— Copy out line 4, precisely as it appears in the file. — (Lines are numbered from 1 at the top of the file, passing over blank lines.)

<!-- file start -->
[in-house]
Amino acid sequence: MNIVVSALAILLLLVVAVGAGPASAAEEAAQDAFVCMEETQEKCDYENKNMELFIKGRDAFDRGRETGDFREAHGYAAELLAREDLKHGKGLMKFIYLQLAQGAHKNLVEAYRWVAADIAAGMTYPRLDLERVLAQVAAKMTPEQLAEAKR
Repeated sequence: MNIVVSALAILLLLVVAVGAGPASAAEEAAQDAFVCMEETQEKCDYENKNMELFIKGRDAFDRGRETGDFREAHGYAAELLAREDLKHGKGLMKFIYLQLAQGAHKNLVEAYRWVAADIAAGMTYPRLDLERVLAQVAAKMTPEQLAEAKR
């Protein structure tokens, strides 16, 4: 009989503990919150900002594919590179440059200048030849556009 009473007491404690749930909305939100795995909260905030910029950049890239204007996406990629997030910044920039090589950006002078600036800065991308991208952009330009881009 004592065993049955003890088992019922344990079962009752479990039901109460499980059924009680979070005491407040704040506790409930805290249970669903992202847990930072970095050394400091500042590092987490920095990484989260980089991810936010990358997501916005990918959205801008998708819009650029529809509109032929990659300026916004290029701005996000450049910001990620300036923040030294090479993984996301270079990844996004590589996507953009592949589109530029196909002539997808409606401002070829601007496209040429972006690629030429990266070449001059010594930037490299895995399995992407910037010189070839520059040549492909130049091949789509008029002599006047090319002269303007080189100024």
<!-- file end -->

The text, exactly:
């Protein structure tokens, strides 16, 4: 009989503990919150900002594919590179440059200048030849556009 009473007491404690749930909305939100795995909260905030910029950049890239204007996406990629997030910044920039090589950006002078600036800065991308991208952009330009881009 004592065993049955003890088992019922344990079962009752479990039901109460499980059924009680979070005491407040704040506790409930805290249970669903992202847990930072970095050394400091500042590092987490920095990484989260980089991810936010990358997501916005990918959205801008998708819009650029529809509109032929990659300026916004290029701005996000450049910001990620300036923040030294090479993984996301270079990844996004590589996507953009592949589109530029196909002539997808409606401002070829601007496209040429972006690629030429990266070449001059010594930037490299895995399995992407910037010189070839520059040549492909130049091949789509008029002599006047090319002269303007080189100024």